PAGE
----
Spring Practice Report: Day Nine

The quarterbacks continue to be a work in progress as they were put to the test in breezy weather on Tuesday. On the bright side, the wide receivers and defensive players grasped the opportunity to shine.

MADISON — Tuesday's spring ball session was outside on the Camp Randall Stadium turf, but post-practice interviews were conducted inside the Dave McClain Center.

Curt Phillips and his quarterbacking mates probably wish both occurrences could've been indoors.

The University of Wisconsin practiced for the ninth time this spring, but Tuesday marked just the second outdoor excursion. Despite blustery 40 degree temperatures, the Badgers donned shoulder pads and shorts (except for a few noble players like Culmer St. Jean, who intelligently wore sweatpants).

The effects on the guys flinging the ball around were apparent, and Phillips admitted it was tough goings getting used to leaving the climate-controlled McClain Center and its comforts.

"You kind of get spoiled indoors here," Phillips said. "But that's the way it is, that's real football. We've got to get adjusted to it."

UW coach Bret Bielema was intrigued to see how his passing quartet – Phillips, Dustin Sherer, Scott Tolzien and Jon Budmayr (who was mostly a spectator Tuesday) – would react to running his offense on a chilly evening. Overall, the results weren't pretty, with a plethora of overthrown, underthrown and well-wide passes throughout the 22-period practice.

"One of the things we try to do during the first two weeks is try to have stable conditions; I wanted to give all four quarterbacks an opportunity to have the same environment to throw in," Bielema said. "It was interesting going out there today because there were a couple balls that were affected by the throws, as well as some guys trying to catch it."

Bielema didn't feel confident enough to name any one quarterback who passed the weather test better than the others, electing instead to point out how well some of the wide receivers handled the tough throws.

"I thought Nick Toon had a good practice, Isaac (Anderson) had a good practice," Bielema said. "And Kyle Jefferson did some good things battling through the illness from yesterday."

As of Tuesday evening around 9 pm, a picture of Toon at the Champs Sports Bowl dominates the top headline on ESPN.com's college football page. Toon, the son of Badger great Al Toon, is the subject of an Adam Rittenberg feature on the father-son combo.

From the Infirmary

For those who missed the news from Monday, linebacker Erik Prather's Wisconsin career is likely over after sustaining a serious right knee injury in Saturday's scrimmage.

As for Tuesday's work, there were several players getting dinged up below the waistline, but nothing serious to report. Aaron Henry ran back to the locker room for a few moments, but returned quickly and seemed fine ... could have been a equipment issue, if nothing else.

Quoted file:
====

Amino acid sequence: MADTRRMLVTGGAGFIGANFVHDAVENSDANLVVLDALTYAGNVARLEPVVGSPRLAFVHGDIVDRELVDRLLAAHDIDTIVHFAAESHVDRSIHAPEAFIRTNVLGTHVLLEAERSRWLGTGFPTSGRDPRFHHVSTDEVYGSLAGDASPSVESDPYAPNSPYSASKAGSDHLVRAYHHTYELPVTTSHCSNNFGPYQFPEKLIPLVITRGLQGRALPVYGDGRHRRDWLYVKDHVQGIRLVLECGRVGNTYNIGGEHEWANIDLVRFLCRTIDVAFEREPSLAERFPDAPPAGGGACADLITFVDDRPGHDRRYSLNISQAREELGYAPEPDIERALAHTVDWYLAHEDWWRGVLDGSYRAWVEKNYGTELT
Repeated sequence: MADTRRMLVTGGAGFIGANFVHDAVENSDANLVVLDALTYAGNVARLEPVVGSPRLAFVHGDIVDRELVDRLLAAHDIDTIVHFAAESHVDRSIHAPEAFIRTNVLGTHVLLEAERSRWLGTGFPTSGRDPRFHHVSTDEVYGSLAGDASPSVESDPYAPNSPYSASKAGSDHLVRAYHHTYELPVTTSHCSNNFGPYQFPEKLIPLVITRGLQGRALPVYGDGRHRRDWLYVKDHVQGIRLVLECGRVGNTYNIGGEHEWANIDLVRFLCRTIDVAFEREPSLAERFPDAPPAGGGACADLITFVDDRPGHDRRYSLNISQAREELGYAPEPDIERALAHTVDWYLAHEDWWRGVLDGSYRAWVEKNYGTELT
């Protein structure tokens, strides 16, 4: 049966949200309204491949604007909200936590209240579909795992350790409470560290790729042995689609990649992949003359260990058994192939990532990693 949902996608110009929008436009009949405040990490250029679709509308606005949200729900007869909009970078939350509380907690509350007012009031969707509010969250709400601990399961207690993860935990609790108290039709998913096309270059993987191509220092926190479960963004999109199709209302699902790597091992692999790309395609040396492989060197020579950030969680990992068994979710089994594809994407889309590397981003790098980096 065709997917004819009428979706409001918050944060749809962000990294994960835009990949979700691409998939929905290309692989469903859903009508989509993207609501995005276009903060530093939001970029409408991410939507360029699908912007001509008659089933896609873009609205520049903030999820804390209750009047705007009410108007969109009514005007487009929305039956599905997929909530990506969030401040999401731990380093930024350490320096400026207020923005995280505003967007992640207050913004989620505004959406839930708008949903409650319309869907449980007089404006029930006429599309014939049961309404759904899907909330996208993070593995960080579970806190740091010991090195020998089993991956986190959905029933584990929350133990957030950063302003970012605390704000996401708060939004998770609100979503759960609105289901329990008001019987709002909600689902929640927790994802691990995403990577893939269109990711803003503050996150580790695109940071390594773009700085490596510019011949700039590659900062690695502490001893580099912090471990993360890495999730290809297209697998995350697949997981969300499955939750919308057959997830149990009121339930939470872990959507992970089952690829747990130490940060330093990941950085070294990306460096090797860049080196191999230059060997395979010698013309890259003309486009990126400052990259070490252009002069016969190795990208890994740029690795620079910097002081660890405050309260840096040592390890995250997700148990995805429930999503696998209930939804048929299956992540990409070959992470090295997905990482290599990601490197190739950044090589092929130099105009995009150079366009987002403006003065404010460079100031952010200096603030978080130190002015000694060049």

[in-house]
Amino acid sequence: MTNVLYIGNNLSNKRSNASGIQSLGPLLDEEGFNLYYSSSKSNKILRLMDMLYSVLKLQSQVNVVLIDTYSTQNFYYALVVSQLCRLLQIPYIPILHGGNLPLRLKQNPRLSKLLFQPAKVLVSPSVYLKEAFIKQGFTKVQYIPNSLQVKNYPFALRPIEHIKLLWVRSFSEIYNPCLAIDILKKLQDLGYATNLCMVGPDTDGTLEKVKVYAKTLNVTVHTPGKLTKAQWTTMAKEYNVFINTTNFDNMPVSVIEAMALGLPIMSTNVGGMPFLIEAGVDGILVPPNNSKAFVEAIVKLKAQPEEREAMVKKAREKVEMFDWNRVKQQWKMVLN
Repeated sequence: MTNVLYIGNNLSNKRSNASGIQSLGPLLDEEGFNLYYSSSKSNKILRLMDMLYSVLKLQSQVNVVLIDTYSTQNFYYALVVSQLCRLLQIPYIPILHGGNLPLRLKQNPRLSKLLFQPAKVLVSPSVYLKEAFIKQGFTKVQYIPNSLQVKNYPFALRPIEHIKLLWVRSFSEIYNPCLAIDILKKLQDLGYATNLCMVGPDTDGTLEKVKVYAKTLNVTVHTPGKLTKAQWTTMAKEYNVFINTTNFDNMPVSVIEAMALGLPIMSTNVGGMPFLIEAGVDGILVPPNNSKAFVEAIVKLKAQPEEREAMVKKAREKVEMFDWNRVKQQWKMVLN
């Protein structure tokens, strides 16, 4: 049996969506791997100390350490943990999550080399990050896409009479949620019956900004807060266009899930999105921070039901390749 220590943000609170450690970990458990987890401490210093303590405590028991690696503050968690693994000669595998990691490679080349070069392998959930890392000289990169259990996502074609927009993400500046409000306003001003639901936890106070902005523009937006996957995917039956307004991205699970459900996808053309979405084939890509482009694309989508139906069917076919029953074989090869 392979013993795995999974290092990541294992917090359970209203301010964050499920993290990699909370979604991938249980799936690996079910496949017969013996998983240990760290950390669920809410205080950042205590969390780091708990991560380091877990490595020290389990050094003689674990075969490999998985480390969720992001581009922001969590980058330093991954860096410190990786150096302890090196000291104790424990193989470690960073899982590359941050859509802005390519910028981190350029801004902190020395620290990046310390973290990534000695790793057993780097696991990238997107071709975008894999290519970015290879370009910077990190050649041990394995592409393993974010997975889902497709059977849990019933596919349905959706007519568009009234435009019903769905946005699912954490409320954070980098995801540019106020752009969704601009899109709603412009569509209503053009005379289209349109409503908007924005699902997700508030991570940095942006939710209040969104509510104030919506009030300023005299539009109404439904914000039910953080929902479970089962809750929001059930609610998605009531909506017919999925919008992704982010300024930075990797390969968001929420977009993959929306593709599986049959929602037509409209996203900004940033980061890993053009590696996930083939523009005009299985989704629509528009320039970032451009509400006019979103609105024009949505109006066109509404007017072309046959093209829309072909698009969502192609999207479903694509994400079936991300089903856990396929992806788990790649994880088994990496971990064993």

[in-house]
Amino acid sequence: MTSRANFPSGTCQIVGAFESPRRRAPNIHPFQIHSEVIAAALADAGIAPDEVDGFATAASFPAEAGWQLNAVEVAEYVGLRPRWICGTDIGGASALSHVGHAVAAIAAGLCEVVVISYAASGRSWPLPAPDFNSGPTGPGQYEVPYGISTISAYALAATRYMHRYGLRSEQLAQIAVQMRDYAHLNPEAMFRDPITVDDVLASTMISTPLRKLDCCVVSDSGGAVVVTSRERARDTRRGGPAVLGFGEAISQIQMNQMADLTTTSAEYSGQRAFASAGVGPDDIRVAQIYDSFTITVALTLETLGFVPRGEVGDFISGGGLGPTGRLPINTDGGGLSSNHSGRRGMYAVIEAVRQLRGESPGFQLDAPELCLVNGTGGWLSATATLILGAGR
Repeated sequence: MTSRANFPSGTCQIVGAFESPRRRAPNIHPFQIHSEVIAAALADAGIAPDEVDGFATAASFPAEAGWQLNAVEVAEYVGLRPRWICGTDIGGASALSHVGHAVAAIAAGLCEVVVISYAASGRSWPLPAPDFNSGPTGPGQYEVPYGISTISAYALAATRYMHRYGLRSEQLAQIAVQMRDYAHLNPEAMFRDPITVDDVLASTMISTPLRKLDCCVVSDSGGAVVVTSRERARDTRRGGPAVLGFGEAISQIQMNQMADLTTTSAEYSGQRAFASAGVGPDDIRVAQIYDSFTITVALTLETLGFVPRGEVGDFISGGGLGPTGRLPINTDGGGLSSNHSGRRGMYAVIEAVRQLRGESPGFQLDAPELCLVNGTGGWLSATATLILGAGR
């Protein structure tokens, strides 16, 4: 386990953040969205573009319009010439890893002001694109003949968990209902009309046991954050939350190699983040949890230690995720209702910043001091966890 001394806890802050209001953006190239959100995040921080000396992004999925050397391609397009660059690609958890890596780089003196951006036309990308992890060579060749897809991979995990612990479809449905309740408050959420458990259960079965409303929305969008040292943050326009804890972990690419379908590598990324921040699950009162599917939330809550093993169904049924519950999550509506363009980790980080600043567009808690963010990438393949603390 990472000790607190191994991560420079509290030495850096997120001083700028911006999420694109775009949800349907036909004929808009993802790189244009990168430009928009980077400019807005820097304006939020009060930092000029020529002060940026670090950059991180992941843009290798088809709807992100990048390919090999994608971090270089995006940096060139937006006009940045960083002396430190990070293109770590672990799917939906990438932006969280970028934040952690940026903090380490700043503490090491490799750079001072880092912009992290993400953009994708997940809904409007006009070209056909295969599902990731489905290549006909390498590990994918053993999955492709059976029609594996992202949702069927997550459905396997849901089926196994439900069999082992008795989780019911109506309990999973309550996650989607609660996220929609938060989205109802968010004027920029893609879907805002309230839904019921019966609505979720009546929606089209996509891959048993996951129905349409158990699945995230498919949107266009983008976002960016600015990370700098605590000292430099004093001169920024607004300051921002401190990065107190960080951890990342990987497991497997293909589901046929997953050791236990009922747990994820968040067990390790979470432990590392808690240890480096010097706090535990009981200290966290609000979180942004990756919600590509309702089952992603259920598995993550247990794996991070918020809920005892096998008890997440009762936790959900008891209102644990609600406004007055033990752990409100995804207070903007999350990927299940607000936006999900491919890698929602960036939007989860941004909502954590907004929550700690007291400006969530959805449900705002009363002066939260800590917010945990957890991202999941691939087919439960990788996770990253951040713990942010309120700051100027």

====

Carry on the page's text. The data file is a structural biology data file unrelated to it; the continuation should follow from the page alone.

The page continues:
David Gilbert, who entered the program as an early enrollment student this spring, hurt his right knee during practice and was attended to by a trainer off on the sidelines for several minutes. After stretching it out, Gilbert did return to action, and even dragged back Sherer on a pass rush during split team work.

While Gilbert received attention, Erik Smith was on the ground nursing his leg, but wasn't overly alarmed by the minor injury. Dan Moore had the brace on his left knee removed and replaced, and Coddye Ring-Noonan was jogging along the sidelines. But again, nothing long-term from Tuesday.

7-on-6 skeleton plays

The Badgers continue to make corrections on an area that crippled them in 2008: pushing the ball across the goal line when they get into the red zone, rather than settling for Phil Welch chip shots for three points.

And instead of relying on John Clay's thunder or Zach Brown's lightning, they're trying to increase their paltry 64 percent touchdown conversion rate in the red zone through the air.

Only problem is, the quarterbacks aren't making the proper throws to get six points, and the receivers aren't consistently completing the play ... at least not yet.

Sherer overthrew his first ball, and was bailed out on a low throw by a nice Isaac Anderson catch (though Anderson dropped the ball on the next play). Tight end Garrett Graham toed the line in the back of the end zone for a nice TD catch, but the 6-foot-4 security blanket was swallowed up by tight defense from 5-foot-9 safety Jay Valai on the next play and couldn't bring in Tolzien's throw.

Tolzien was also shaky inside the 20. After hitting Anderson with a nice two-handed grab, Tolzien rolled right, overlooked a wide open David Gilreath and threw it wide right of Kyle Jefferson, prompting the ire of offensive coordinator/quarterbacks coach Paul Chryst ("Finish it!", Chryst bellowed at Tolzien).